Monday, 27 September 2010

Canada trip-part six!!

this has dragged on too, too long now, and now, this post will end the bloody holiday write-up once and for all! So, I bid you all to salute your farewells, and shed a tear for Canada, for she is no longer!

31 Aug
I made the rather foolish mistake of spending too long out in the sun on the tip. As a result, I was feeling sick, hot, dizzy and nauseous a lot on this morning. I missed out on a few birds- Black-billed Cuckoo and Tufted Titmouse the best of them. But I saw a Black-billed Cuckoo earler in the trip, so no harm done there.

However, when MOURNING WARBLER and Sharp-shinned Hawk were being banded, I did make it out of the room! And staring out the window, into the woodlot, revealed 2 Blackpoll Warblers, a Ruby-throated Hummingbird, several Cedar Waxwings, 2 Grey catbirds and 2 Cardinals.

I don't envy the guy who banded this one!
We then visited LPBO headquarters, near the town of Port Rowan. Highlights were a flyover Osprey, two Ruby-throated Hummginbirds, two Song Sparrows, three Turkey Vultures, three Wood Duck and 40+ Red-winged Blackbirds. We also saw this...
The nest of a Ruby-throated Hummingbird, brought into HQ

We spent the evening walking around Long Point provincial park, and relaxing on the beach. The only birds of note were three singing Warbling Vireos a few Northern Flickers, and two Caspian Terns, but the beaches of Lake Erie are pretty spectacular.

We visited another one of Dad's old friends in the evening. She had a property in the middle of Norfolk county (that part of Ontario, named for its flat, largely agricultural landscape) and on here she had dedicated her time to making it as fantastic for wildlife as possible. She had several hectares of land that were about as good an insect habitat as it is possible to find. This made it great for sparrows, though the Grasshopper or LeConte's Sparrows that had bred here were either gone or hiding. However, she did have 14 Ruby-throated Hummingbirds on her feeders, and Nighthawks flew overhead, with a single CLIFF SWALLOW. There was also a single Blue-gray Gnatcatcher, gnatcatching from wires, and in the woodland were singing Wood Thrush and House Wren, both lifers. I also found the feather of a Turkey, but sadly that particular bird can't count on my list!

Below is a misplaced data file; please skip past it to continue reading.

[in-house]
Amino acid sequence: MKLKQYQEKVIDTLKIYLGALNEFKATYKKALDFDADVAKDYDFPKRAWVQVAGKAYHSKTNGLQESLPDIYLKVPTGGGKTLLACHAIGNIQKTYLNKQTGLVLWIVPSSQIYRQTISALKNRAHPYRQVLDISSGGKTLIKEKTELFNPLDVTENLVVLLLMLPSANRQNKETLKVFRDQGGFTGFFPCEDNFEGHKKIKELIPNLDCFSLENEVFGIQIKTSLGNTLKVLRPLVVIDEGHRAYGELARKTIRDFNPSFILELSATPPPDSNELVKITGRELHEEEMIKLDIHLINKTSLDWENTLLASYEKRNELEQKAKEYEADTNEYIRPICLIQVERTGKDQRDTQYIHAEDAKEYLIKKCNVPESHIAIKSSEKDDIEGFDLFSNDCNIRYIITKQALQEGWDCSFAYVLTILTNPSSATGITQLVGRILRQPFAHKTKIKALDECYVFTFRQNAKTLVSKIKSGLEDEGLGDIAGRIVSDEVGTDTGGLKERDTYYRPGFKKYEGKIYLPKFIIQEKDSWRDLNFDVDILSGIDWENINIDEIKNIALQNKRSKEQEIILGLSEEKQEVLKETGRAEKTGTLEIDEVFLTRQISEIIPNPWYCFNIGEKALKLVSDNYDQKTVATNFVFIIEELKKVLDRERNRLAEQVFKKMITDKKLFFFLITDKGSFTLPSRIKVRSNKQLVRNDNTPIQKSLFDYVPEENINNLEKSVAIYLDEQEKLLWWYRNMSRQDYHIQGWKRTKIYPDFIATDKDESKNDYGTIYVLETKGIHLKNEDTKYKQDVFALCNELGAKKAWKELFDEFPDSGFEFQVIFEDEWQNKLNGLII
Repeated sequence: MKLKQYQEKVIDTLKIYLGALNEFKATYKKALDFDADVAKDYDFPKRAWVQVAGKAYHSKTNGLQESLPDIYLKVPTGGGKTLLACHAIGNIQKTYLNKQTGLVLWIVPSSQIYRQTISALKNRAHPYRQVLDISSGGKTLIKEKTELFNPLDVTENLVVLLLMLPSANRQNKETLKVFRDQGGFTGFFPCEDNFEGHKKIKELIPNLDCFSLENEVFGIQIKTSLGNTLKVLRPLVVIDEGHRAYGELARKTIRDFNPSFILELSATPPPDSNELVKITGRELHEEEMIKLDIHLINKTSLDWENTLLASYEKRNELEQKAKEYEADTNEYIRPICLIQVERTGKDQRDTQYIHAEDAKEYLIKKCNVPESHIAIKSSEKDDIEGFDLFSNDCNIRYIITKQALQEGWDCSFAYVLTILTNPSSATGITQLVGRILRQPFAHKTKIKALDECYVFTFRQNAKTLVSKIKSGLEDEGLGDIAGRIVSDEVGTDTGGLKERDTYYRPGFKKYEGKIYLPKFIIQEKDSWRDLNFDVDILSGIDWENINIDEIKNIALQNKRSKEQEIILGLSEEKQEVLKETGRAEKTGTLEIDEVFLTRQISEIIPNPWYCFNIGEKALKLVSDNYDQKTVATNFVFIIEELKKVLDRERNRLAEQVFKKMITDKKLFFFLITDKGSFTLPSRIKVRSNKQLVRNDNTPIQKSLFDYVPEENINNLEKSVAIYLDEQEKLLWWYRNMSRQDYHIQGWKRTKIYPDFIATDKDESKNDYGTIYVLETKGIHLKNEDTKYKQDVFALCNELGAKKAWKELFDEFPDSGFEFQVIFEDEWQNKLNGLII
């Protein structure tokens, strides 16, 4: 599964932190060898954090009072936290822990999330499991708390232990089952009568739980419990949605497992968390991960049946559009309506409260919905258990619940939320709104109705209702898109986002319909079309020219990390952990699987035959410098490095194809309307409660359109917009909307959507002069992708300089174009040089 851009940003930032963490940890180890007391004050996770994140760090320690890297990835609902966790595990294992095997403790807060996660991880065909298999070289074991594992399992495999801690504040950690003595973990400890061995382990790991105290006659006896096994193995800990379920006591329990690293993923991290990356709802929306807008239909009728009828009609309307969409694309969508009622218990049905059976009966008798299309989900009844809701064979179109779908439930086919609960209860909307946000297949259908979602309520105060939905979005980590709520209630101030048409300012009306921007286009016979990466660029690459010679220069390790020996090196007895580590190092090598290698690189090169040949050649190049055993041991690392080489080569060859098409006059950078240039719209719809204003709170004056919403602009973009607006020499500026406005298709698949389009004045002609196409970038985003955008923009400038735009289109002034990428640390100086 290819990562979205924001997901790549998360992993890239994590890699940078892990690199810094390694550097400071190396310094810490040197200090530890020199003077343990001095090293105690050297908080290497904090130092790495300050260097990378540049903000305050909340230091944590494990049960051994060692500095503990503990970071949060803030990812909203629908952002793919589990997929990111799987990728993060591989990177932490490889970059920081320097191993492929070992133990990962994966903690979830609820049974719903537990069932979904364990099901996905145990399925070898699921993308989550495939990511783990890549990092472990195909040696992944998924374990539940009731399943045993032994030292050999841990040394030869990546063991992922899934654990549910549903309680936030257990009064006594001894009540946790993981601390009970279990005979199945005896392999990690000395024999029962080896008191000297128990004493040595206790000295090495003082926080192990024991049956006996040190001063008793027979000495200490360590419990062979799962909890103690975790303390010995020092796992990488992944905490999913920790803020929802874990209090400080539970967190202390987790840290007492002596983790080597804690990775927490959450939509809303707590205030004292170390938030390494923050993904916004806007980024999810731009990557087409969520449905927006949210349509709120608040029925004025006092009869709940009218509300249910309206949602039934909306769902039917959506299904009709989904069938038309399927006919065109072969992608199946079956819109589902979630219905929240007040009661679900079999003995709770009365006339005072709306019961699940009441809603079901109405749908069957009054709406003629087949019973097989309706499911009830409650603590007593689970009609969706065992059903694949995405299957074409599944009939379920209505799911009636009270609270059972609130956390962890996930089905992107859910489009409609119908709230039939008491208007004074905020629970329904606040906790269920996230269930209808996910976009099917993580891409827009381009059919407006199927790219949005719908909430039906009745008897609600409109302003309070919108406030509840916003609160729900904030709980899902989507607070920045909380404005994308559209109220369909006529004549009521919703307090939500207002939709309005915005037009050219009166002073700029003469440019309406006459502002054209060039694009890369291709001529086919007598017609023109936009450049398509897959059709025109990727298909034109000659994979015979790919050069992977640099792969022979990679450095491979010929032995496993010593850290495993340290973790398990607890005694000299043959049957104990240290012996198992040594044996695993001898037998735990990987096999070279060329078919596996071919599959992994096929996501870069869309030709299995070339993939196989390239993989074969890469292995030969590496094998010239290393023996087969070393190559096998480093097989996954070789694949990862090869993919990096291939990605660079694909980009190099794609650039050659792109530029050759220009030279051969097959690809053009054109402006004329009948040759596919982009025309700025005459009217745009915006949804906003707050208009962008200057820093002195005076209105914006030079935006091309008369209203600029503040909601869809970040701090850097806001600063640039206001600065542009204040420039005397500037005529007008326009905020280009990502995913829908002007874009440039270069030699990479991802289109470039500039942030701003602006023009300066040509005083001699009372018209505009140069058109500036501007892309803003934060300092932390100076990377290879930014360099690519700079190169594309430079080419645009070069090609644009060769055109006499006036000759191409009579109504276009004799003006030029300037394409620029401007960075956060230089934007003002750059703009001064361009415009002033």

01 Sep
A good morning at Old Cut, with the following seen;

2 American Woodcock
1 Northern Harrier
1 Downy Woodpecker
1 Northern Flicker
1 Ruby-throated Hummingbird
1 Eastern Wood-pewee
1 Trail's Flycatcher
1 Least Flycatcher
10 Tree Swallow
1 Blue-gray Gnatcatcher
2 Red-breasted Nuthatch
1 Swainson's Thrush
3 Gray catbird
20+ Cedar Waxwing
3 Magnolia warbler
1 Black-throated Blue Warbler
1 Bay-breasted Warbler
1 Black and White Warbler
3 Blackpoll Warbler
1 Ovenbird
1 Mourning Warbler
3 Cardinal
20 Bobolink
100+ Red-winged Blackbird

The highlight was also the only lifer, two American Woodcocks that flew over around 06:30, heading from the marshes opposite into the woodland. I also visited the Bobolink net, which had 20 birds hanging around it, some of which I saw get banded. I myself banded a Cedar Waxwing and a Gray Catbird.

We spent the afternoon of 1 Sep at Niagara Falls. The scenery was spectacular, and I got a great many photos, while birds seen were;

300+ Ring-billed Gulls
50+ Bonaparte's Gull
100+ Double-crested Cormorant
1 Red-winged Blackbird
a few Chipping Sparrows
1 Least Sandpiper

ad Ring-billed Gull, with Niagara Falls as a backdrop!

juv Ring-billed Gull in Niagara

The falls themselves

record shots of Bonaparte's Gull and Double-crested Cormorant

and one more of Niagara

On the way back, we stopped at Big Creek Marsh, a few miles from Old Cut. The highlight was 3000+ Red-winged Blackbirds (!) and 100+ Common Grackles. two Night Herons flew into the marsh to roost, as did 12 Sandhill Cranes, probably the same birds I'd seen on Aug 29th. I also saw three lifers. three Blue-winged Teal flew over, and in the marsh were six Swamp Sparrow and a Marsh Wren. i thought two Great Egrets were lifers too, but sadly remembered they are the same species I've seen in Britain, France and Cyprus.